Hospital inpatient €80 charge to be abolished from April

Ministers will also consider €50m fund for communities helping refugees

Public hospital adult inpatient charges will be abolished from April of this year under plans due to be approved by Cabinet on Tuesday.

Minister for Health Stephen Donnelly will seek Cabinet approval to draft legislation that would abolish the €80 charge.

The abolition of the charges from April could save adults receiving inpatient care up to €800 per year. Patients are charged up to €80 per day with an annual cap of a maximum of 10 days, or €800.

The Government last year abolished the charges for children under 16 as part of moves to reduce the cost of healthcare for families.


Separately, Minister for Rural and Community Affairs Heather Humphreys will unveil details of a new €50 million find for communities who have “stepped up” in accommodating refugees from Ukraine and elsewhere. With new Minister of State for Integration Joe O’Brien, Ms Humphreys will state that the fund will go towards local clubs, play areas, and music and arts organisations.

The fund will specifically support communities across the country that have welcomed and are hosting families and citizens from Ukraine and other countries. It will go towards the refurbishment of local sports clubs and facilities; the upgrade of community facilities such as play areas, walkways, parks and community gardens; the purchase of equipment to benefit local clubs, festivals, music and arts organisations; enhancements to school or parish facilities and also transport infrastructure such as community vehicles and bus shelters.

The money will be allocated across all local authorities based on the number of new arrivals located there. It will be drawn down in 2023 and 2024.

It is understood that the two Ministers will tell Cabinet of the importance of supporting communities that have “stepped up to the plate” when it comes to welcoming people from Ukraine and other countries.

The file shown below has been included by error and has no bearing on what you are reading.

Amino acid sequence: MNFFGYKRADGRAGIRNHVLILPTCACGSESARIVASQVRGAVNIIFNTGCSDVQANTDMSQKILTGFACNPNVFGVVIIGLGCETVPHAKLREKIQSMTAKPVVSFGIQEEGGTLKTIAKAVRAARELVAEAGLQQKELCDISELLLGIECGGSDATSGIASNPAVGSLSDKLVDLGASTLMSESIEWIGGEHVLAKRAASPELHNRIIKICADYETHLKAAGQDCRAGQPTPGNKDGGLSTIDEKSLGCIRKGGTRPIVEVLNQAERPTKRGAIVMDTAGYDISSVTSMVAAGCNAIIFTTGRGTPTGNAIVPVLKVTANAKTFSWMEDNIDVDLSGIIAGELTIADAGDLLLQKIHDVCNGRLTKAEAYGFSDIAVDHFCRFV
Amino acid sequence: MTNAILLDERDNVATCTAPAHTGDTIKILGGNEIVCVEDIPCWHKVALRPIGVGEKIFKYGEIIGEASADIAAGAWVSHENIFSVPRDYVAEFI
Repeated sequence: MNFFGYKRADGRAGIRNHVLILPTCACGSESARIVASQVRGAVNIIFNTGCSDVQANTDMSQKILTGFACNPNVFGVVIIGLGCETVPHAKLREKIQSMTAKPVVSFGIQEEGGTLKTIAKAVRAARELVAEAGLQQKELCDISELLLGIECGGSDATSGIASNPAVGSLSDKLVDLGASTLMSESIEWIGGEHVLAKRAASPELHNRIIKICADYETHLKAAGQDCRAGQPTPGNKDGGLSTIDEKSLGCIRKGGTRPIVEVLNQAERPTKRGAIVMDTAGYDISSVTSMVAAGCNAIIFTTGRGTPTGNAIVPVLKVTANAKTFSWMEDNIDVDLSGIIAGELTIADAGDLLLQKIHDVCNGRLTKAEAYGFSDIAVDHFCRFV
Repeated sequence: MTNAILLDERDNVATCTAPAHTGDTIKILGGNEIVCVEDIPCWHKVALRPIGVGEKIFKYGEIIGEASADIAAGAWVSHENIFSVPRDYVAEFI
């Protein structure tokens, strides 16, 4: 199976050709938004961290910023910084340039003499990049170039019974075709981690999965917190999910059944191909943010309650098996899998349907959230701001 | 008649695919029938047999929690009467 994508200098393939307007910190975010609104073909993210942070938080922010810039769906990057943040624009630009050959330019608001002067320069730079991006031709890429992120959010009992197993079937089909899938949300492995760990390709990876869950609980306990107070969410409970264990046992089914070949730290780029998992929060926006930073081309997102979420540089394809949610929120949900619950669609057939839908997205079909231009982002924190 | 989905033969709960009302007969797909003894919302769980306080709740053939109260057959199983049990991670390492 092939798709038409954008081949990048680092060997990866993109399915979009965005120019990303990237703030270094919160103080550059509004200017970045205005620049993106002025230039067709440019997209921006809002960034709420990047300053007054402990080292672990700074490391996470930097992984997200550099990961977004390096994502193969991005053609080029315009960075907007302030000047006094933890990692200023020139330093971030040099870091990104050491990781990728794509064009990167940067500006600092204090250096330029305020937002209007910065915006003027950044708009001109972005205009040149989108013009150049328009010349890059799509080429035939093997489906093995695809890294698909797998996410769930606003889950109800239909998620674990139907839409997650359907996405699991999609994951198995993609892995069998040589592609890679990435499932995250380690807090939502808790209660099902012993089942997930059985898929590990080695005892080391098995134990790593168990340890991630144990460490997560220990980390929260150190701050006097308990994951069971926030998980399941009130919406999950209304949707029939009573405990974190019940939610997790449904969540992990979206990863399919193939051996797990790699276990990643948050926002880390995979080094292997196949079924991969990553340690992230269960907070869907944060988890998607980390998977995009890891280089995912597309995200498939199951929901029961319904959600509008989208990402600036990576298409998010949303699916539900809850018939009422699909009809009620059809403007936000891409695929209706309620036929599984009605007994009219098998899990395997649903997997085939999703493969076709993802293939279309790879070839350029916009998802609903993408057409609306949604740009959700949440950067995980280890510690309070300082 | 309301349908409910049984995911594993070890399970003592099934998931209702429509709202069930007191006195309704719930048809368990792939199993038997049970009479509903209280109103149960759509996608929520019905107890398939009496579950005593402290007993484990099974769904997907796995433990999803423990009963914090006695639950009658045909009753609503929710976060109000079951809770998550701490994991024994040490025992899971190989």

Communities will be encouraged to work with local authorities to ensure the funding is used to deliver high-quality projects.

Opt-out organ donation

Meanwhile in the Dáil, Mr Donnelly will introduce long-awaited legislation on a new system of opt-out organ donation.

The Human Tissue Bill will be debated in the Dáil on Tuesday afternoon. It will contain measures around organ donation and transplantation, postmortem practice and procedures in hospital settings, anatomical examination and public display of bodies after death.

“I am proud to be introducing this landmark piece of legislation to the Dáil. The Bill will, for the first time, provide a national legislative framework to support donation and transplant services in Ireland,” Mr Donnelly said.

“This will help increase the donor pool, but it is important to say that families will continue to be consulted ahead of donation and those individuals who object, for whatever reason, will be able to opt out.

“Transplantation is currently the only available treatment for end-stage heart, lung and liver failure. It is also the most cost-effective treatment for end-stage kidney disease, and it brings enormous clinical and social benefits to patients who would otherwise remain on dialysis.”

Separately, the Bill will also introduce a new regulatory regime to ensure best practice is followed in respect of postmortem and organ retention.

Jennifer Bray

Jennifer Bray

Jennifer Bray is a Political Correspondent with The Irish Times